If something takes 100 hours to do the first time, but only takes 10 hours to do by re-using standard stuff that's been built up over many previous assignments, then you might be able to sell it for the equivalent of 50 hours and still be providing good value to the clients. I'd be interested to hear to what extent this kind of approach is starting to be used by law firms.

  • bill_roberts

    This is a very interesting issue from a KM point of view: clearly one of the benefits of good KM is making the right information available to the right people, and so increasing the productivity of the company – a particular task can be done more quickly, or done better in a given amount of time. It's only fair that the firm gets some of the benefits of their farsighted and well-organised knowledge management activities :-) They may of course also want to pass these benefits on to their customers to gain competitive advantage. But this is tricky if everything is billed by the hour: spending fewer hours on the task may not instantly be seen as a good thing.

    No doubt I am oversimplifying – but how does this work in practice in typical law firms? How can the benefits of KM in terms of improving productivity be translated into improved margins and so quantified as a return on the investment?

  • http://www.compliancebuilding.com Doug Cornelius

    Mary -

    First, maybe its time to drop the “alternative billing” label. I think there is hourly billing and non-hourly billing. (Someday, hourly billing will be the alternative.)

    Second, it is hard to get an ROI with hourly billing. KM results in producing better work product more efficiently. Logically, that leads to fewer hours spent on a task, which leads to a lower bill. Good things for the client, but hard to measure the benefit to the law firms. That gets turned on its head when you move away from hourly billing.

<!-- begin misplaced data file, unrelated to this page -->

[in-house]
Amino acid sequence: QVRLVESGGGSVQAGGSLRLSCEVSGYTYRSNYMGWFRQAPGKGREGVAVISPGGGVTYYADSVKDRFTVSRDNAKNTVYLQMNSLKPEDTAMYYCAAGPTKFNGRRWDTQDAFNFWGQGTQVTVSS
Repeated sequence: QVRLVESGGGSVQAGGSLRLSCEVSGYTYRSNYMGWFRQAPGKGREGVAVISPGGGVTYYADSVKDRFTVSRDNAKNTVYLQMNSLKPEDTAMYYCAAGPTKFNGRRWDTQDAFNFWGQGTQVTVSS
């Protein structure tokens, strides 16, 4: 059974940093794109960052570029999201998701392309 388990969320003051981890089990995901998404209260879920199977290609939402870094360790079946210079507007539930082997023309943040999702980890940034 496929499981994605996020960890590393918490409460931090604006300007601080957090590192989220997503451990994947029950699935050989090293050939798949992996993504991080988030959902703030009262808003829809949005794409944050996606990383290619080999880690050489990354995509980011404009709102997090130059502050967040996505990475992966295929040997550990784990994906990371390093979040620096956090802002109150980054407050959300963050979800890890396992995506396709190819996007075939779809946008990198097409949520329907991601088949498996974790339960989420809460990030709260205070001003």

I think the KM movement should embrace Susskind's message.

  • VMaryAbraham

    Bill and Doug –

    Thanks for your comments. You should meet each other!

    If KM is done correctly, it should result in improved quality and productivity. However, that won't be seen as truly valuable within an hourly billing structure unless there is a surfeit of work. In which case, KM helps deal with the problem of opportunity cost.

    The value of the approach described in my post can be appreciated best when there is less work to be done and clients are demanding lower costs. Better quality work at lower cost is a value proposition most clients would embrace. From the firm's perspective, however, it's important to follow the Susskind approach so that you have a fighting chance of actually documenting the improvements in quality and decline in cost. It's in that analysis that you find ROI. Anything else is wishful thinking.

    - Mary

  • bill_roberts

    Hi Mary

    As you say, it must ultimately make business sense for lawyers in a firm to collaborate with each other and 'productize' standard offerings in order to do things more efficiently. They just need to find new ways of charging for their work to reflect this. But fixed price packaged or standardized services could be very profitable.

    If something takes 100 hours to do the first time, but only takes 10 hours to do by re-using standard stuff that's been built up over many previous assignments, then you might be able to sell it for the equivalent of 50 hours and still be providing good value to the clients. I'd be interested to hear to what extent this kind of approach is starting to be used by law firms.